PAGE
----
Friday, September 04, 2009
Friday Faves- Personality traits
Wow- Can you believe it's September already??? Where did the summer go? I feel like I missed it and perhaps with all my traveling this summer I did.
Nothing spectacular for Faves this week. I've just been busy. I did meet three authors last Saturday who were wonderful: Enes Smith, Kristy St. Clair, and Jill Williamson. And two ladies, Kelly Cooper and Eloise Boren friendly aspiring writers. The other good thing to come of that appearance- the local mercantile requested my books to put in her store. This is why I spread myself thin- to make sure I i=hit everywhere who would like my books.
Oh, and I've been picked up to do another online workshop next spring and asked to do a workshop of my RWA chapter. So I"' a busy girl with prepping for those things as well.
I also met someone new who I will be traveling with and sharing a room with at the Emerald City conference in October. The fun part is she grew up close to the NE corner of Oregon I did.
Now for the next installment of the ENNEAGRAM by Laurie Schnebly Campbell
Type Five is the Observer, the Thinker, who'd rather be behind a book than out there involved in the world. They like to keep back, keep to themselves, study like crazy but always from a distance. They tend to "compartmentalize" their lives: work here, family there, one friend here, another group over there.... They're proud of getting by with very little, and they're very careful about guarding their time and their privacy and their personal space.
Sherlock Holmes sounds like a Five, because he's not involved in the world except on an intellectual level. Real-life Fives might be Albert Einstein (your classic ivory-tower professor), Greta Garbo ("I want to be alone"), and George Lucas (who dreamed up the whole Star Wars universe). Fives are out there in this whole other dimension, and it's mainly a world of the mind.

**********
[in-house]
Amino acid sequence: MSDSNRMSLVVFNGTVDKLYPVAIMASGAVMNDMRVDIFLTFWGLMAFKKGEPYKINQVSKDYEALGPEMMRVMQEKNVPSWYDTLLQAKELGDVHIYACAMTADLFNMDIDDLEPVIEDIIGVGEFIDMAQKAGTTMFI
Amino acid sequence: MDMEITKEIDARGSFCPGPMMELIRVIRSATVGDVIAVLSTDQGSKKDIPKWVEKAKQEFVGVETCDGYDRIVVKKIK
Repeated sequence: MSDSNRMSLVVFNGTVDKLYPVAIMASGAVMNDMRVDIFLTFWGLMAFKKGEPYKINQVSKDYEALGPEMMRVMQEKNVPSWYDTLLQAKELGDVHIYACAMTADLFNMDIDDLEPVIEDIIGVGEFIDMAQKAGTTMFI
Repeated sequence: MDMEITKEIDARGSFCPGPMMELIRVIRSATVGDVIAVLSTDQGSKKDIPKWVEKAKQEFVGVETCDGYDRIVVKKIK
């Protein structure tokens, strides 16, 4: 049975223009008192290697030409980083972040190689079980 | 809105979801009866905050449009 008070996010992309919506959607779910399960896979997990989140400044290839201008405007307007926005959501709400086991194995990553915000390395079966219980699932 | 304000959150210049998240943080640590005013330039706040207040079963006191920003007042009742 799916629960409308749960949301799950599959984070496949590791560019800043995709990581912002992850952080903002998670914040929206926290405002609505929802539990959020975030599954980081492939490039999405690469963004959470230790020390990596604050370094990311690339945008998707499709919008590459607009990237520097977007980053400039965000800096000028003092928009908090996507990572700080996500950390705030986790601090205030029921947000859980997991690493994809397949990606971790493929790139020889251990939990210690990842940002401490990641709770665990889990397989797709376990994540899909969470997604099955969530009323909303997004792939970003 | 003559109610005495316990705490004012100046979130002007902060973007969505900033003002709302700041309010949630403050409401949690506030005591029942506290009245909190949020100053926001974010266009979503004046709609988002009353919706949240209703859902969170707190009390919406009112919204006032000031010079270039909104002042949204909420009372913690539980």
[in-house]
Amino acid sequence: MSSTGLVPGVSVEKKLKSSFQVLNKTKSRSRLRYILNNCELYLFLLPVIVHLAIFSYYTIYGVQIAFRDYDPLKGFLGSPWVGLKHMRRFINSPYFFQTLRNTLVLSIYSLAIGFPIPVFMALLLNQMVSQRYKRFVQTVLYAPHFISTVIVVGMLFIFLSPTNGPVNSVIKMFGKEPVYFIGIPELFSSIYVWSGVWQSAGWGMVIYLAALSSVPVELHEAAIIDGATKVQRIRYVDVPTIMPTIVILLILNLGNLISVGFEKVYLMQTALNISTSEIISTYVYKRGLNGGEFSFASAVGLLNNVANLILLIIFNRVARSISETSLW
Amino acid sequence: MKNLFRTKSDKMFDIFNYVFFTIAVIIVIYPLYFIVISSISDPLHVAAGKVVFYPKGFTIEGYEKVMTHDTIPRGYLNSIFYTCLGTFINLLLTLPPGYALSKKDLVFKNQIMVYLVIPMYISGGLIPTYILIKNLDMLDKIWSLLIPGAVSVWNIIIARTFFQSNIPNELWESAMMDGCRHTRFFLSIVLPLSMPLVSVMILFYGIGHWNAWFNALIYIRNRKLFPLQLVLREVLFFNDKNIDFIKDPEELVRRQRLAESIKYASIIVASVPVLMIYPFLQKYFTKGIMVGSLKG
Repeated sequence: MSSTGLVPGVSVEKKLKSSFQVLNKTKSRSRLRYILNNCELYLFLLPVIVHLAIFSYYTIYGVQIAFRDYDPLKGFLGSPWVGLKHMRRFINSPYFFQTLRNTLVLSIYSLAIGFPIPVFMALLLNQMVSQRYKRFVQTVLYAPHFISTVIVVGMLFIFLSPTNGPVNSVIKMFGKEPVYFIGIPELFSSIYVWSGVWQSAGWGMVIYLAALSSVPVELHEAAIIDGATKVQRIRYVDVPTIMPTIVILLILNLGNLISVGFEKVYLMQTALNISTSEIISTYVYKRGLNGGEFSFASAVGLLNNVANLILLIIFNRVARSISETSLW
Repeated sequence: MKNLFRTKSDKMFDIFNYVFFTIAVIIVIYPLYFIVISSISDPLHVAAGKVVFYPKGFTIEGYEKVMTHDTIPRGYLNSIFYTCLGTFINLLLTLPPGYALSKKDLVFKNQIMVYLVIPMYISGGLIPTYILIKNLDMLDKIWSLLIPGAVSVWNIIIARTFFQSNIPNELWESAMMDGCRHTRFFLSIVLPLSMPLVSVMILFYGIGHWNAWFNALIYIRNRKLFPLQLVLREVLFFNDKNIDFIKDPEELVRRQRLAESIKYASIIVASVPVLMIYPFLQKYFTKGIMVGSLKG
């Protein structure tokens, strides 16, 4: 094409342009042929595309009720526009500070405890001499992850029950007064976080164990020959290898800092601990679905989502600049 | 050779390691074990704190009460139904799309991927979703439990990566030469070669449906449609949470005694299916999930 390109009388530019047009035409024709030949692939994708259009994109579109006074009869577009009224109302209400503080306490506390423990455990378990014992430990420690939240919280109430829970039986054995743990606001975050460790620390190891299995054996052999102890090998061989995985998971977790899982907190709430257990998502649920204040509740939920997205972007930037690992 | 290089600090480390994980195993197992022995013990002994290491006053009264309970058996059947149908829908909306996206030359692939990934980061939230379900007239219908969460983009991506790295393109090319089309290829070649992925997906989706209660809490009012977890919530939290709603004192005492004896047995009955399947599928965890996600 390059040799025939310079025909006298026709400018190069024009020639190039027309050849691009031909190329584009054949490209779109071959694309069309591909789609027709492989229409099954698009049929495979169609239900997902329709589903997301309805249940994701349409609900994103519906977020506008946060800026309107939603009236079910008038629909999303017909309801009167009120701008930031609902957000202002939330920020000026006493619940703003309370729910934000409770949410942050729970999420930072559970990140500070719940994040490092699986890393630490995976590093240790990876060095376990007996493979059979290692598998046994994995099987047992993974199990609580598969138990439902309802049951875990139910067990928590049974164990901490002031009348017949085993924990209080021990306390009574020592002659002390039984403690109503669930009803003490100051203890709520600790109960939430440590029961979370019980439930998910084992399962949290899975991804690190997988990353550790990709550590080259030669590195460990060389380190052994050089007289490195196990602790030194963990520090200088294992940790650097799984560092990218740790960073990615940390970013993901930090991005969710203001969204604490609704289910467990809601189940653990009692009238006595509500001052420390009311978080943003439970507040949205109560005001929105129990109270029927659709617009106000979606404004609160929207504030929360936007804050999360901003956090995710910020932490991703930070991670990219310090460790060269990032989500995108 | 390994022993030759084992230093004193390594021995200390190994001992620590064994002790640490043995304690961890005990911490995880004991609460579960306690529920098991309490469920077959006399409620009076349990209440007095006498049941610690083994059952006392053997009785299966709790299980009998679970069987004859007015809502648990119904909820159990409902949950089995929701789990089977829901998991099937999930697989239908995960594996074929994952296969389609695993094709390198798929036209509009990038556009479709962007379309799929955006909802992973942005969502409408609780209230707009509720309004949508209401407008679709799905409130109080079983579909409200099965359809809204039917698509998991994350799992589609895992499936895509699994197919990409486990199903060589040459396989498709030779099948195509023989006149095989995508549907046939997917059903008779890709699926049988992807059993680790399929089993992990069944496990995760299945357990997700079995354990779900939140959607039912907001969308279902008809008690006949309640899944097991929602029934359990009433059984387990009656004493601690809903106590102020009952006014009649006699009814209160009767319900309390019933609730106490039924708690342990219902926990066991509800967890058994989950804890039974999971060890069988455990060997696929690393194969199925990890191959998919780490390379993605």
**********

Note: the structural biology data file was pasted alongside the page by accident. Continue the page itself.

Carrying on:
FIVEs need to overcome Avarice. These are the observers who are greedy about their precious time and their own personal space. In order to overcome their deadly sin, they'll have to quit being greedy about their own private selves and learn to share. Someone who spends their whole life wrapped up in solitude will have a really hard time letting a lover into their world. You're going to get some pretty intense conflict and crackling tension as this unfolds. Picture an ivory-tower professor leaving his library door open a crack when the heroine is nearby. Then slamming it shut. Opening it another crack... Picture someone who never talks about their feelings, opening up to a lover for the first time. It's exhilarating, watching a Five realize they can share their private world with someone else...that they can finally open the door and let love in.